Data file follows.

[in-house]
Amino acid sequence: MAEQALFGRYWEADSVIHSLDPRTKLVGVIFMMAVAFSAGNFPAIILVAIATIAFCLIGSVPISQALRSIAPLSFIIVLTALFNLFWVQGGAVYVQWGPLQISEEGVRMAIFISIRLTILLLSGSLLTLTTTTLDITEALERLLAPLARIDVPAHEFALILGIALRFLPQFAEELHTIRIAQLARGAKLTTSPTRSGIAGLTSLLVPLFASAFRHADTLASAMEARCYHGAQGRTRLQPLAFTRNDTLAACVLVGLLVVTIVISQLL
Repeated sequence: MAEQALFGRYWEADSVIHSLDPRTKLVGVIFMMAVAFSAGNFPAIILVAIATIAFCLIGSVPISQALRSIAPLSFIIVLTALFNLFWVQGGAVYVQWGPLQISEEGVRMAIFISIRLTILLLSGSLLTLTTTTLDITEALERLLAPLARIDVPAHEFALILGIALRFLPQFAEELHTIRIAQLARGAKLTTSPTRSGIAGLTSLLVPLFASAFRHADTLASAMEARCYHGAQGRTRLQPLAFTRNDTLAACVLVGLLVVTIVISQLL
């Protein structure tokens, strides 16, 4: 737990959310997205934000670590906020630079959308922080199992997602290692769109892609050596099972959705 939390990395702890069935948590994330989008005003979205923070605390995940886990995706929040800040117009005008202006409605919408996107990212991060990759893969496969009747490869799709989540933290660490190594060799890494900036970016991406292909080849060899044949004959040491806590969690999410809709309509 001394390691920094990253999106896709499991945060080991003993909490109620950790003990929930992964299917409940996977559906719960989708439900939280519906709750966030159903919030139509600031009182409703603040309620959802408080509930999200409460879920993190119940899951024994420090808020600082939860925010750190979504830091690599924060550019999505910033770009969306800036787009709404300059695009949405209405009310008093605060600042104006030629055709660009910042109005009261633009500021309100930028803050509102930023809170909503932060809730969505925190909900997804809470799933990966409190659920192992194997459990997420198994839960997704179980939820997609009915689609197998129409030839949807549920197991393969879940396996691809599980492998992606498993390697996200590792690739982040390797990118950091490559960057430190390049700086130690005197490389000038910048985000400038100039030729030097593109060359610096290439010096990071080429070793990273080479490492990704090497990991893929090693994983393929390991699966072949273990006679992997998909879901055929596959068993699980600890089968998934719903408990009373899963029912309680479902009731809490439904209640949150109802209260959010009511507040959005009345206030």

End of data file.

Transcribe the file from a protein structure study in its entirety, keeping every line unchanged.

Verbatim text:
[in-house]
Amino acid sequence: MAEQALFGRYWEADSVIHSLDPRTKLVGVIFMMAVAFSAGNFPAIILVAIATIAFCLIGSVPISQALRSIAPLSFIIVLTALFNLFWVQGGAVYVQWGPLQISEEGVRMAIFISIRLTILLLSGSLLTLTTTTLDITEALERLLAPLARIDVPAHEFALILGIALRFLPQFAEELHTIRIAQLARGAKLTTSPTRSGIAGLTSLLVPLFASAFRHADTLASAMEARCYHGAQGRTRLQPLAFTRNDTLAACVLVGLLVVTIVISQLL
Repeated sequence: MAEQALFGRYWEADSVIHSLDPRTKLVGVIFMMAVAFSAGNFPAIILVAIATIAFCLIGSVPISQALRSIAPLSFIIVLTALFNLFWVQGGAVYVQWGPLQISEEGVRMAIFISIRLTILLLSGSLLTLTTTTLDITEALERLLAPLARIDVPAHEFALILGIALRFLPQFAEELHTIRIAQLARGAKLTTSPTRSGIAGLTSLLVPLFASAFRHADTLASAMEARCYHGAQGRTRLQPLAFTRNDTLAACVLVGLLVVTIVISQLL
């Protein structure tokens, strides 16, 4: 737990959310997205934000670590906020630079959308922080199992997602290692769109892609050596099972959705 939390990395702890069935948590994330989008005003979205923070605390995940886990995706929040800040117009005008202006409605919408996107990212991060990759893969496969009747490869799709989540933290660490190594060799890494900036970016991406292909080849060899044949004959040491806590969690999410809709309509 001394390691920094990253999106896709499991945060080991003993909490109620950790003990929930992964299917409940996977559906719960989708439900939280519906709750966030159903919030139509600031009182409703603040309620959802408080509930999200409460879920993190119940899951024994420090808020600082939860925010750190979504830091690599924060550019999505910033770009969306800036787009709404300059695009949405209405009310008093605060600042104006030629055709660009910042109005009261633009500021309100930028803050509102930023809170909503932060809730969505925190909900997804809470799933990966409190659920192992194997459990997420198994839960997704179980939820997609009915689609197998129409030839949807549920197991393969879940396996691809599980492998992606498993390697996200590792690739982040390797990118950091490559960057430190390049700086130690005197490389000038910048985000400038100039030729030097593109060359610096290439010096990071080429070793990273080479490492990704090497990991893929090693994983393929390991699966072949273990006679992997998909879901055929596959068993699980600890089968998934719903408990009373899963029912309680479902009731809490439904209640949150109802209260959010009511507040959005009345206030």